What Are Foreign Language Standards?

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  • Written By: C. K. Lanz
  • Edited By: Melissa Wiley
  • Last Modified Date: 10 October 2019
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Foreign language standards are the definition and description of foreign language education content standards or what students should know and be able to do in the foreign language they are studying. In the United States, national standards include five goal areas: communication, cultures, connections, comparisons, and communities. A task force of 11 representatives worked from 1993 to 1996 to develop a standardized guide for best instructional practice in the foreign language classroom that also establishes student benchmarks. In addition to a published set of national foreign language standards, U.S. states and individual counties and cities may develop their own standards.

A coalition of national language organizations received funding to develop foreign language standards in 1993 under the America 2000 education initiative. Eleven representatives of a variety of languages, levels of instruction, and geographic regions were selected to form a task force that shared its work publicly throughout the process. The Standard for Foreign Language Learning was first published in 1996. Although not strictly a curriculum guide, the standards suggest activities that can help students achieve learning goals and support extended sequences of study.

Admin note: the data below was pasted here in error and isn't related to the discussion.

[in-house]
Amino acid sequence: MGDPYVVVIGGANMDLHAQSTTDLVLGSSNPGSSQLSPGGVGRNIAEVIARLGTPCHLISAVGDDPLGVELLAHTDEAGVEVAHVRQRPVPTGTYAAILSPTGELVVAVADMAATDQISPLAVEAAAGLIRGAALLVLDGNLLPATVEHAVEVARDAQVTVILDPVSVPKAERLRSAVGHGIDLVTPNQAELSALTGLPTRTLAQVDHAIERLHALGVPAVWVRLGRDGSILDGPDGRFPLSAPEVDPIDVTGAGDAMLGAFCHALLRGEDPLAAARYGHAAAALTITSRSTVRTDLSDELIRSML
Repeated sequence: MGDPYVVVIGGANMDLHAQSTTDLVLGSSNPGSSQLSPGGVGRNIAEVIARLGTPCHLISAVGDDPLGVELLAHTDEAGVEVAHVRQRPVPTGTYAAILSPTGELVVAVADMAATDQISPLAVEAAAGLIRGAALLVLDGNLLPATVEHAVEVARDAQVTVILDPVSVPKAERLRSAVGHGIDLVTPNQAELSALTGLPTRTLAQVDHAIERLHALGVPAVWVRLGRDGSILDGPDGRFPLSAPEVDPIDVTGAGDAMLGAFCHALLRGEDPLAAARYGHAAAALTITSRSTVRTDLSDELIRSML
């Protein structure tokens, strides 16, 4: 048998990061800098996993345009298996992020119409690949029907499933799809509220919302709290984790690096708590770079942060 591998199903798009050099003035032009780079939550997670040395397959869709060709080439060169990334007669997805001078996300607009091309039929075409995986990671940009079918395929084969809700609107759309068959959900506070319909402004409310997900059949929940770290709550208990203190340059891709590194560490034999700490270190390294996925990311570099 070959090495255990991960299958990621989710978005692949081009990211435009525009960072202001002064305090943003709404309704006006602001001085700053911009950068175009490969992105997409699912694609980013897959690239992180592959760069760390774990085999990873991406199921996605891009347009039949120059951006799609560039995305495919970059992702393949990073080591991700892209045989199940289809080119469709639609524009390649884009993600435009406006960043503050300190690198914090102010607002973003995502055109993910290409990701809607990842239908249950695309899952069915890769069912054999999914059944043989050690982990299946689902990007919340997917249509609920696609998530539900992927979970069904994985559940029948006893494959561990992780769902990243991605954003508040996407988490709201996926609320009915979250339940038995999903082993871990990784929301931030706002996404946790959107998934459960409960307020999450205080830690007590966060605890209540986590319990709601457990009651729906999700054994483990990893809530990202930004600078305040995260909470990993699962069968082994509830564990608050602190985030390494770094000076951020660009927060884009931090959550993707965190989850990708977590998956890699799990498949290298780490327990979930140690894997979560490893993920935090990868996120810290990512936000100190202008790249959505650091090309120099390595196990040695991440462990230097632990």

There are five goal areas identified by American foreign language standards: communication, cultures, connections, comparisons, and communities. While some students learn a foreign language to better understand another culture, others may be seeking a career in government service or another country. The five areas encompass the philosophy that foreign languages offer something to every learner regardless of reason for study. Each goal area is divided into distinct standards or benchmarks for students to achieve.

The communication standard emphasizes interpersonal communication in the form of direct written or oral interaction between individuals. Students begin by learning phrases that allow them to interact with each other right away, usually by introducing themselves. The goal is to communicate in a culturally appropriate way.

When students show an understanding between the practices, products, and perspectives of the culture studied, they have reached the culture goal. This standard lays the foundation for connections, an area that promotes knowledge of other disciplines through foreign language study. Students begin to recognize the specific viewpoints available through foreign language and culture.

Comparisons and communities are the final two goal areas established by foreign language standards. Students compare their native language and culture with what they are studying. Additionally, students move beyond the school setting and use their language skills within the community for personal enrichment and enjoyment. Language learning is thus promoted as a lifelong process.